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Don’t believe the hype. Donald Trump wants massive tax cuts for the rich.

Dylan Matthews is a senior correspondent and head writer for Vox's Future Perfect section and has worked at Vox since 2014. He is particularly interested in global health and pandemic prevention, anti-poverty efforts, economic policy and theory, and conflicts about the right way to do philanthropy.

Donald Trump's campaign claims that his tax cut plan would offer "tax relief for middle-class Americans." That's not wrong, exactly — but a new analysis from the left-leaning tax analysis shop Citizens for Tax Justice suggests that the group of Americans getting the most relief would be the top 1 percent:

(Javier Zarracina and Alvin Chang/Vox)

As the above chart indicates, the top 1 percent would get an even bigger tax cut under Trump's plan than they would under Jeb Bush's plan. CTJ estimates that the poorest fifth of Americans — with average incomes of $15,600 a year — would get an average cut of $250, or 1.6 percent of their average income. The middle fifth would get an average of $2,571, or 5 percent of their income, back. But the top 1 percent would get an average tax cut of $227,225, or 12.7 percent. By contrast, the top 1 percent would get $177,246 back, on average, under Bush's plan.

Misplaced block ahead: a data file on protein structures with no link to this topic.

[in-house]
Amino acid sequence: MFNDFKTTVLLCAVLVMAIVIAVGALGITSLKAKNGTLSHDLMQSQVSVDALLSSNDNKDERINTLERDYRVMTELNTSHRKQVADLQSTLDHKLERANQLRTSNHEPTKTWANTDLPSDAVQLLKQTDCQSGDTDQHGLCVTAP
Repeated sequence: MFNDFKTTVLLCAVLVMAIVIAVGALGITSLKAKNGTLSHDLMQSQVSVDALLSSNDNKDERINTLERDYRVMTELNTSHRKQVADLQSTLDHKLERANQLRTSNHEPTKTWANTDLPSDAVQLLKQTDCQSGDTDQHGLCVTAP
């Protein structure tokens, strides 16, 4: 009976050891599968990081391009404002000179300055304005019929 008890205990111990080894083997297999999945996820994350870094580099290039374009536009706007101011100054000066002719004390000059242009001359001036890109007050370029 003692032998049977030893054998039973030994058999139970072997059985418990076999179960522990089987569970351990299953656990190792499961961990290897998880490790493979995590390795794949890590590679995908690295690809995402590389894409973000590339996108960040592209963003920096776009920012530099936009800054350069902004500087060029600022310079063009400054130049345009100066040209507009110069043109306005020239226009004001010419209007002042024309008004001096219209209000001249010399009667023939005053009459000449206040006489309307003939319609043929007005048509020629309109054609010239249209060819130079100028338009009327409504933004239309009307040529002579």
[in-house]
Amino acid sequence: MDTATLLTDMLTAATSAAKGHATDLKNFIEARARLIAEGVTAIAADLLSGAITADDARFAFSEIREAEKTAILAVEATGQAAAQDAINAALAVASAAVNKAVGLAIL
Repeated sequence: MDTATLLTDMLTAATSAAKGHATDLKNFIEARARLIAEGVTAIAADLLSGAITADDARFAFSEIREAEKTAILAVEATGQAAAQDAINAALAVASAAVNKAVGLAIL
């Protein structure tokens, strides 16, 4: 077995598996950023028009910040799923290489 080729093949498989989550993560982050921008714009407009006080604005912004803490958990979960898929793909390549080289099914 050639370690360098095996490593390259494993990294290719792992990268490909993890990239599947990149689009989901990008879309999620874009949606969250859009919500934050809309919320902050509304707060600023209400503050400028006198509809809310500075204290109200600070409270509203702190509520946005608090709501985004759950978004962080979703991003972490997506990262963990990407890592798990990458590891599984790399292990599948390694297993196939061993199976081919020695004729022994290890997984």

In total, the top 1 percent would get 37 percent of the benefit from Trump's cuts, and the top fifth would get a full 70 percent of the benefit.

Trump's campaign also claimed that the tax plan would cost nothing. CTJ's analysis suggests that's false, concluding that the plan would cost a whopping $10.8 trillion in its first decade. For context, the Congressional Budget Office estimates that individual and corporate income taxes will bring in $25.5 trillion from 2016 to 2025; Trump is thus proposing slashing income tax revenue by more than 40 percent. That's high even compared with some of his White House rivals' plans. CTJ estimates that Bush's plan would cost $7.1 trillion over ten years. The right-leaning Tax Foundation estimates that Marco Rubio's would cost $414 billion a year, or $4.1 trillion over 10. Both cost much less than Trump's plan. Rand Paul, however, managed to top Trump with a plan costing $15 trillion, per CTJ.

Correction/Update: The original version of this post used preliminary numbers for Jeb Bush from Citizens for Tax Justice. Those incorporated his individual cuts, but not his corporate cuts. The chart and post have been updated with corporate cut-inclusive numbers for Bush to enable a more apples to apples comparison with Trump.

Update: Citizens for Tax Justice has also subsequently issued new analysis of Trump's plan, which is now incorporated into this post.